The MD-PhD student at Wake Forest School of Medicine shared her perspective on the findings of a study suggesting that mindfulness practices can alter pain perception and migraine attack awareness, among other results. [WATCH TIME: 4 minutes]
WATCH TIME: 4 minutes
“After they learned mindfulness, they really infused it into their daily life. They practiced mindfulness, and they learned the skills. One of them is interoception—so, tuning into your body’s sensations—and what happens is [the] learn the symptoms of migraine onset, the prodrome, and what we saw was that patients took their medications earlier. When you take your medication sooner and abort that migraine, it doesn’t get as severe.”
At the 2022 American Headache Society (AHS) Annual Scientific Meeting, June 9-11, in Denver, Colorado, data were presented from a study assessing mindfulness practices in patients with migraine, ultimately suggestive of potential mechanisms of effect in this population, notably, increased stress-body and interoceptive awareness, improvement in emotion regulation, as well as altered pain and migraine experiences.1
Presented by Paige Estave, PhD, an MD-PhD student on the comprehensive headache research team at Wake Forest School of Medicine, the study included semi-structured qualitative interviews with adults with migraine who participated in 2 Mindfulness-Based Stress Reduction (MBSR) clinical trials (n = 43). These interviews were audio-recorded, transcribed, and then summarized into a framework matrix. All told, the individuals who learned the practice through MBSR reported altered pain perception—measured by quantitative sensory testing—and altered migraine attack response. Additionally, participants reported an earlier stress-body awareness and an increased interoceptive awareness that allowed for earlier attack recognition, and thus, earlier and more effective management.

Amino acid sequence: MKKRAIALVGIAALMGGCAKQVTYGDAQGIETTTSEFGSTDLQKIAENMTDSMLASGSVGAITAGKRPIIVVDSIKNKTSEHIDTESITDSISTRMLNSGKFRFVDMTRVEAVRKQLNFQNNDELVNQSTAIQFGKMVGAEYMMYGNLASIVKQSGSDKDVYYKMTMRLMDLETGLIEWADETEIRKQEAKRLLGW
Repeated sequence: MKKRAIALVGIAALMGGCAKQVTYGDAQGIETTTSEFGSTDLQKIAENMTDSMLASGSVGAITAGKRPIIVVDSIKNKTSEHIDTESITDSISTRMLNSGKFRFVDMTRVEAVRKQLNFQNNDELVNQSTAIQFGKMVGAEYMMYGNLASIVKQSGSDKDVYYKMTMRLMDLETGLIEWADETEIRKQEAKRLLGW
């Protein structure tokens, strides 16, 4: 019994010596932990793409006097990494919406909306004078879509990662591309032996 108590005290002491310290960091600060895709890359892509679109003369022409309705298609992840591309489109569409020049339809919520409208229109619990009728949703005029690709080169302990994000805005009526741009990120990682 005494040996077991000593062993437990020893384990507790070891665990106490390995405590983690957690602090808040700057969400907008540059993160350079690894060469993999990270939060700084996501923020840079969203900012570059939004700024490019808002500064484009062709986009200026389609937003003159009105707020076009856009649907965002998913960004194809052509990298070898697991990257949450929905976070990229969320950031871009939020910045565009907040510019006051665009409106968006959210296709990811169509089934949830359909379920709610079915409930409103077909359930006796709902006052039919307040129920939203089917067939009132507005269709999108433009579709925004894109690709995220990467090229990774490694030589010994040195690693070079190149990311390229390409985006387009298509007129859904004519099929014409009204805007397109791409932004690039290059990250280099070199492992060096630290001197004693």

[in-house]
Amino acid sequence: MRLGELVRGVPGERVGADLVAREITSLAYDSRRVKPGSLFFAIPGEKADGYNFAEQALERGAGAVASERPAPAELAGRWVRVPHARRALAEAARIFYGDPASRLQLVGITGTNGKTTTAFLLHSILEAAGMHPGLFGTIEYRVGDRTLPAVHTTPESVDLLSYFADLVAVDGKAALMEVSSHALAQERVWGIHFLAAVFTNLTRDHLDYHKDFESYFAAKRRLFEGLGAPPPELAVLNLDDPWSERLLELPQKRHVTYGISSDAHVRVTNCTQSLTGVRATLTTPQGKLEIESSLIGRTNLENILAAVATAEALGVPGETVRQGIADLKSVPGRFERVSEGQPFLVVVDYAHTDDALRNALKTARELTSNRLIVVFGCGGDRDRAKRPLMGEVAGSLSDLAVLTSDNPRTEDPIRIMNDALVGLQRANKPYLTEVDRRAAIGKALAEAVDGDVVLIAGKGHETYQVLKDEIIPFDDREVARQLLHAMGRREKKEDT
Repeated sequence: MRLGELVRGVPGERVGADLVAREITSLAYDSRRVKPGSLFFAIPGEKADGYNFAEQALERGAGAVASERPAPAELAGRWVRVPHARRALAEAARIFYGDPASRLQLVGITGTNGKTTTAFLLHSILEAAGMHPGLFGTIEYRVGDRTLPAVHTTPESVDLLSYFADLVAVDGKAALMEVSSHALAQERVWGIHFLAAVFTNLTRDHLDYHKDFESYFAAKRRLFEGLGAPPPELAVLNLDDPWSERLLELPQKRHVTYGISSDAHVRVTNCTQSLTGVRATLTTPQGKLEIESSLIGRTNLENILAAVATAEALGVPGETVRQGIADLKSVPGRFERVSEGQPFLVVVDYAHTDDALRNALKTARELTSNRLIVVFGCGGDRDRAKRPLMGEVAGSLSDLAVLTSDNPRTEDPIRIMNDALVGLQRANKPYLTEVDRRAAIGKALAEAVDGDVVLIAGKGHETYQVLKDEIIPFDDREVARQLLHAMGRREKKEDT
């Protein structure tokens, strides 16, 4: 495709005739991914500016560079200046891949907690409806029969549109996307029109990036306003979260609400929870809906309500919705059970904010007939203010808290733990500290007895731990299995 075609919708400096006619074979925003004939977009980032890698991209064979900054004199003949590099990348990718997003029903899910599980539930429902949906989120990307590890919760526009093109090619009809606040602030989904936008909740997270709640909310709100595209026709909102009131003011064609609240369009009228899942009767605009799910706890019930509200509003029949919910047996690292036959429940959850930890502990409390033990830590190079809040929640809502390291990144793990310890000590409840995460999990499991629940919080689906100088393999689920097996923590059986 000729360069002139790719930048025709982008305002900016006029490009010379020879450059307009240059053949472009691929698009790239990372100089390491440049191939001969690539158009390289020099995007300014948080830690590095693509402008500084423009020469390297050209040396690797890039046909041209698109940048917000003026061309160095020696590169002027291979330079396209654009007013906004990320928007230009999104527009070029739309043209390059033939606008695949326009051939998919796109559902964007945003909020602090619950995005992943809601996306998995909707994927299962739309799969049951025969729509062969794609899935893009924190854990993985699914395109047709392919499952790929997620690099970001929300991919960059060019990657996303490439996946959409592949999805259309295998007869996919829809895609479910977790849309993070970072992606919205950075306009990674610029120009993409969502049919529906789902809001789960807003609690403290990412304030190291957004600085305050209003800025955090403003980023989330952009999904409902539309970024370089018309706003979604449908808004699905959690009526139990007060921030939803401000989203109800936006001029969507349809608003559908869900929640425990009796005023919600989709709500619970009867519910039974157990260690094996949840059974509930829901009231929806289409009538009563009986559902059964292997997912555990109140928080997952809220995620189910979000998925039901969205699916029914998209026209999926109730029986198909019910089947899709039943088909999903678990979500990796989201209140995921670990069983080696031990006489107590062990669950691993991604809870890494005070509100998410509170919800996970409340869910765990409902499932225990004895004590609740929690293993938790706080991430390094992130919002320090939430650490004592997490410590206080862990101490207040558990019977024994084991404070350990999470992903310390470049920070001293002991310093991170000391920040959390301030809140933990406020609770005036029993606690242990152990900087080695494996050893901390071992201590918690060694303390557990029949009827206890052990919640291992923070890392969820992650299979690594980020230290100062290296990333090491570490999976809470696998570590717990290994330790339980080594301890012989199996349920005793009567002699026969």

To find out more about this study and its results, NeurologyLive® sat down with Estave while in Denver. She spoke about the experience reported by the participants and shared her perspective on the results, noting the implications that they carry for the management of migraine in adults. Estave and colleagues concluded that the results support and extend the understanding of mechanisms of mindfulness on migraine and provide direction for future research projects.
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